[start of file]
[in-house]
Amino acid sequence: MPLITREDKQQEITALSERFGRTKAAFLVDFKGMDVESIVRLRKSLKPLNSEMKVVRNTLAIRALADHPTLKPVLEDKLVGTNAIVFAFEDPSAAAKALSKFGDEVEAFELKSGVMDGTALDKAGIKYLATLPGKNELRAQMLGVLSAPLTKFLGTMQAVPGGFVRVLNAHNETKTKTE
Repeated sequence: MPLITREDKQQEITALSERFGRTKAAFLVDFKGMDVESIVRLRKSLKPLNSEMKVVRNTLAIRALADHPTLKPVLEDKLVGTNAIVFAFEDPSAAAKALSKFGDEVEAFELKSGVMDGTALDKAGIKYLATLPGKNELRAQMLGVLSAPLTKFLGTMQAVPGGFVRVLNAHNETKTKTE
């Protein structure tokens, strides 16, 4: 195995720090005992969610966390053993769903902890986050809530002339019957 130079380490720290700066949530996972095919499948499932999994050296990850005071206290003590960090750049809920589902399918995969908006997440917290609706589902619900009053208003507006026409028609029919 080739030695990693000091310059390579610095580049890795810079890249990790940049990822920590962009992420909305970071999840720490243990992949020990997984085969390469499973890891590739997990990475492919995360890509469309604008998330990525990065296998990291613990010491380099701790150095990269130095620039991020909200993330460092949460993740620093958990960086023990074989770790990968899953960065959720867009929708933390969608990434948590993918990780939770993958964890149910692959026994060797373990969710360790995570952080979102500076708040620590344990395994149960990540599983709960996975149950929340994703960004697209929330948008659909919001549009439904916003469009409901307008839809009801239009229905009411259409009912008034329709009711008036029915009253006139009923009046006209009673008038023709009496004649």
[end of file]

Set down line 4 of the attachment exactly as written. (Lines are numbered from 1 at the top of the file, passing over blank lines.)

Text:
């Protein structure tokens, strides 16, 4: 195995720090005992969610966390053993769903902890986050809530002339019957 130079380490720290700066949530996972095919499948499932999994050296990850005071206290003590960090750049809920589902399918995969908006997440917290609706589902619900009053208003507006026409028609029919 080739030695990693000091310059390579610095580049890795810079890249990790940049990822920590962009992420909305970071999840720490243990992949020990997984085969390469499973890891590739997990990475492919995360890509469309604008998330990525990065296998990291613990010491380099701790150095990269130095620039991020909200993330460092949460993740620093958990960086023990074989770790990968899953960065959720867009929708933390969608990434948590993918990780939770993958964890149910692959026994060797373990969710360790995570952080979102500076708040620590344990395994149960990540599983709960996975149950929340994703960004697209929330948008659909919001549009439904916003469009409901307008839809009801239009229905009411259409009912008034329709009711008036029915009253006139009923009046006209009673008038023709009496004649």